Tuesday, July 20, 2010

Checklist Will Revolutionize the Organ Donor Selection Process

I'm very pleased to publish this timely guest post by Alexis Bonari.

To date, one of the most difficult aspects of the organ donation procedure
is determining whether a person who is in a potentially irreversible coma
is an ideal candidate to be an organ donor. In a recent study presented
by the American Academy of Neurology, four tests can help make this
determination more accurate and easier. If these tests become standard
procedure, the number of organs available for donation would be dramatically increased.

From the time the heart stops beating, doctors have 60 minutes to remove
the donated organs from the patient’s body. For this reason, patients with
irreversible brain damage are only suitable organ donors if they are likely to pass away within 60 minutes of life support being removed. Until now, the only methods that can be used to test for donor candidacy would have required the patient to be taken off of the ventilator.

Now, doctors have determined that the following four factors are indicators of candidacy:

  1. No corneal reflex.
    Doctors touch the cornea of the eye with a dampened tissue or cloth. If no reflexive muscle reaction occurs, there is a proven lack of corneal reflex.
  2. No cough reflex.
    Noxious odors are introduced to the patient. A lack of coughing reflex is indicative of an advanced stage of brain death.
  3. No motor response.
    The pain receptors of the hands and feet are tested to see if the autonomic nervous system responds.
  4. High scores on the oxygenation index.
    A high score on the oxygenation scale indicates that the patient’s body isn’t metabolizing oxygen effectively.

Patients who exhibit these four symptoms have a 93% chance of dying within 60 minutes of the cession of life support. Doctors could then schedule an organ transplant ahead-of-time in these cases, eliminating some of the guesswork involved with the procedure.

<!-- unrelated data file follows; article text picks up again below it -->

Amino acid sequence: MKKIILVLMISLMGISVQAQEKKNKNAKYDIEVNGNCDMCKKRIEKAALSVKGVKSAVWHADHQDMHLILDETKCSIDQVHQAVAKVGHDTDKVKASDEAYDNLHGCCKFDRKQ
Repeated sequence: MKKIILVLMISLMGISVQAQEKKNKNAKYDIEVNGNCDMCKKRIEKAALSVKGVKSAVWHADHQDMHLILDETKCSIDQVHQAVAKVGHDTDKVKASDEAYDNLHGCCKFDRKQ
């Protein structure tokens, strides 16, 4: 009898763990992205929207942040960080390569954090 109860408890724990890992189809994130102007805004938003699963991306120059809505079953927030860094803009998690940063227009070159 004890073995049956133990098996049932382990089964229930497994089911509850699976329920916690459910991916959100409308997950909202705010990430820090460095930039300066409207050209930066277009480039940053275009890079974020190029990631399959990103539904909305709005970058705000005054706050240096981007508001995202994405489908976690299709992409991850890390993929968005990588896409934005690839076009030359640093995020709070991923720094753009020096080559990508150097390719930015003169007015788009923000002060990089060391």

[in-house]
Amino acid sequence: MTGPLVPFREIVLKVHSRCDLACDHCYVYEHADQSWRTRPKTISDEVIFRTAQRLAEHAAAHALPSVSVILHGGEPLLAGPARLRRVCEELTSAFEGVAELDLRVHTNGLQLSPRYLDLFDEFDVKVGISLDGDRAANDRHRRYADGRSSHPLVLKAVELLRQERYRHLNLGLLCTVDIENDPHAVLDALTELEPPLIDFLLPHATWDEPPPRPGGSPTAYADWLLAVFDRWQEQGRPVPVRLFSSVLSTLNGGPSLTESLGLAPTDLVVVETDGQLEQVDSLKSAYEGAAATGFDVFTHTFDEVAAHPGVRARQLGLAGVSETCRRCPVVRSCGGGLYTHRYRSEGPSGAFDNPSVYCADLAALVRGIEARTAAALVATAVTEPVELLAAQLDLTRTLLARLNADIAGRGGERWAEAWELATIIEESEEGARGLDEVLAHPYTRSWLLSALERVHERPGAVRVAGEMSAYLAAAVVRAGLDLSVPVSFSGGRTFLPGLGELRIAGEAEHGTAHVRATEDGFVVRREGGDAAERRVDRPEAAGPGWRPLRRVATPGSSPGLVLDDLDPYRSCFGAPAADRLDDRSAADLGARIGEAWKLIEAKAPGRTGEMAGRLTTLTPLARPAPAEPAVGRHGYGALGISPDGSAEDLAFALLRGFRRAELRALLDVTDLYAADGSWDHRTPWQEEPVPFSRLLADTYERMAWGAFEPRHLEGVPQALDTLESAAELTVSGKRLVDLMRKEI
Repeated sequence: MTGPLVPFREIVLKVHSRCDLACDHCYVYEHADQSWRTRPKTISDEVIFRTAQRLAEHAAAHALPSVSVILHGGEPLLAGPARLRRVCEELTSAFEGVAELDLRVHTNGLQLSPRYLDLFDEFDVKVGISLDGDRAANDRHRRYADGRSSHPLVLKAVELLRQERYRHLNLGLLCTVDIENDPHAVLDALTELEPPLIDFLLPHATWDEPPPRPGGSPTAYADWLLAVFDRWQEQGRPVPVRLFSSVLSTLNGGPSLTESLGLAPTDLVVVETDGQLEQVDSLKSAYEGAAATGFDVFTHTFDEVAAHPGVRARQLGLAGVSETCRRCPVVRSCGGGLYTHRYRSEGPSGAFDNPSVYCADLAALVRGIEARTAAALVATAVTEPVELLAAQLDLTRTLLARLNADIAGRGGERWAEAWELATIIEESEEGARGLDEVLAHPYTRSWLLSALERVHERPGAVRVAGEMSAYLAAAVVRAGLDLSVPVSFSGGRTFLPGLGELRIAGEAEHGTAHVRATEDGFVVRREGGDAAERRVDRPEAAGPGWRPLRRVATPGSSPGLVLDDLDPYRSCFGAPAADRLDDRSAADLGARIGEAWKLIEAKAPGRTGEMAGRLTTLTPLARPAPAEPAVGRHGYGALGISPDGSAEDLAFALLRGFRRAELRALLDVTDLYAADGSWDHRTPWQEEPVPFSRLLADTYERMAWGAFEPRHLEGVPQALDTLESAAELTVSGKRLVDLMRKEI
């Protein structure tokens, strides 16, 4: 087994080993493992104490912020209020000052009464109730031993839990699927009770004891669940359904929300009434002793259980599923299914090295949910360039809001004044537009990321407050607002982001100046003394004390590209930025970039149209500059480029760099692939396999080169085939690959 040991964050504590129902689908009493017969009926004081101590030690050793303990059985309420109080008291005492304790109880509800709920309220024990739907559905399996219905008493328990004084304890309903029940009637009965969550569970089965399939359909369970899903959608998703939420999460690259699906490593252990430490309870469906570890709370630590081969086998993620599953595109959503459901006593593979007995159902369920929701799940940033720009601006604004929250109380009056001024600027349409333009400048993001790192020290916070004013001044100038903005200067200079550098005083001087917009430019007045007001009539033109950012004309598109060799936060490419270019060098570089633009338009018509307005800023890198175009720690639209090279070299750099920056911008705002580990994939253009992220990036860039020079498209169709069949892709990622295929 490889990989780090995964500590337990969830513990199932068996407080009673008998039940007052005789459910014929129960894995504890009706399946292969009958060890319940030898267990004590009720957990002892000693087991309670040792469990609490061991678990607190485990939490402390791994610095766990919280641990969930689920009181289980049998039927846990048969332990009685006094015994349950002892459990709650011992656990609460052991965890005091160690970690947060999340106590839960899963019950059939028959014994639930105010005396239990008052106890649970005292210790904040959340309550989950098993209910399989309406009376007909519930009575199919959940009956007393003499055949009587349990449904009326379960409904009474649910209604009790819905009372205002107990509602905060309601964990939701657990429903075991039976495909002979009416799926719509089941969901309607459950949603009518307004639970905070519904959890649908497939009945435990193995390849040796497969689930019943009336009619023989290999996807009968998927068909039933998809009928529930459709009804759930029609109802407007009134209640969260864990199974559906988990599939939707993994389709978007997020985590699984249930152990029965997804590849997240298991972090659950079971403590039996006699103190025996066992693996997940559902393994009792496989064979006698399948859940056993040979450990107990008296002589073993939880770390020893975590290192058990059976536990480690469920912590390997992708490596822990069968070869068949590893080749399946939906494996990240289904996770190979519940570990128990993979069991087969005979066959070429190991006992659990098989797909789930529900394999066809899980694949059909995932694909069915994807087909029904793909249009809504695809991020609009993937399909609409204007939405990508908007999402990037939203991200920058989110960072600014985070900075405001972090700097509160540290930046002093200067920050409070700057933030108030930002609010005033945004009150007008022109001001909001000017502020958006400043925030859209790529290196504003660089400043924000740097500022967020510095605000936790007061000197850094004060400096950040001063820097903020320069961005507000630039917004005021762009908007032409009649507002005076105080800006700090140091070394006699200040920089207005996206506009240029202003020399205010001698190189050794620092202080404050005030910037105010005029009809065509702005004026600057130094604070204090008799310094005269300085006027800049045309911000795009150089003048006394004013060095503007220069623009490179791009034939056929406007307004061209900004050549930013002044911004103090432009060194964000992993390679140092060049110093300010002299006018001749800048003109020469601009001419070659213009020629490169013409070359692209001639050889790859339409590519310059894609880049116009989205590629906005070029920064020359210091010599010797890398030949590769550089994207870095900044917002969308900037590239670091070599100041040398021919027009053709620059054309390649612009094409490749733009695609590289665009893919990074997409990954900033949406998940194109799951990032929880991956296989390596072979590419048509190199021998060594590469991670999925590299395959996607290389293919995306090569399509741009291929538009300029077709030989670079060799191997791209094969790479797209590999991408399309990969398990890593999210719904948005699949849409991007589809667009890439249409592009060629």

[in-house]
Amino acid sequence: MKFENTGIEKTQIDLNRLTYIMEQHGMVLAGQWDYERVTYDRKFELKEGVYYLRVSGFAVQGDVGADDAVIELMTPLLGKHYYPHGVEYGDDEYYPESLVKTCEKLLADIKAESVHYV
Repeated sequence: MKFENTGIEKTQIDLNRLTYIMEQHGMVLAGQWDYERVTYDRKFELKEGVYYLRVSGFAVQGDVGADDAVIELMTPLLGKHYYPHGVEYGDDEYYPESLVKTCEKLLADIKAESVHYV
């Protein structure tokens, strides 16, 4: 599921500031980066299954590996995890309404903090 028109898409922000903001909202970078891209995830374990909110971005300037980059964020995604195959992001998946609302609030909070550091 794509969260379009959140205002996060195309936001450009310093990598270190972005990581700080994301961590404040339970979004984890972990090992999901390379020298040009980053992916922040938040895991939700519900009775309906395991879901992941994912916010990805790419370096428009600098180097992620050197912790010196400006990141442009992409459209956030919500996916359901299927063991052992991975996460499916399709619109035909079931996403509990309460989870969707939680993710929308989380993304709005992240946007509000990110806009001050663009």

The correlation is one to one: more available organs translates directly into more lives saved. As doctors learn more about the donation process, efforts will become more efficient.

Bio: Alexis Bonari is a freelance writer and blog junkie. She is currently a resident blogger at First in Education, researching areas of online education. In her spare time, she enjoys square-foot gardening, swimming, and avoiding her laptop.

“You Have the Power to Save Lives – Register to be an organ and tissue donor & Tell Your Loved Ones of Your Decision”
Register to be a donor in Ontario or Download Donor Cards from Trillium Gift of Life Network. NEW for Ontario: recycleMe.org - Learn The Ins & Outs Of Organ And Tissue Donation. Register Today! For other Canadian provinces click here
In the United States, be sure to find out how to register in your state at ShareYourLife.org or Download Donor Cards from OrganDonor.Gov
In Great Britain, register at NHS Organ Donor Register
In Australia, register at Australian Organ Donor Register
Your generosity can save up to eight lives with heart, kidneys, liver, lungs, pancreas and small intestine transplants (see allotransplantation). One tissue donor can help 75 to 100 other people by donating skin, corneas, bone, tendon, ligaments and heart valves

Has your life been saved by an organ transplant? "Pay it forward" and help spread the word about the need for organ donation - In the U.S. another person is added to the national transplant waiting list every 11 minutes and 18 people die each day waiting for an organ or tissue transplant. Organs can save lives, corneas renew vision, and tissue may help to restore someone's ability to walk, run or move freely without pain. Life Begins with You

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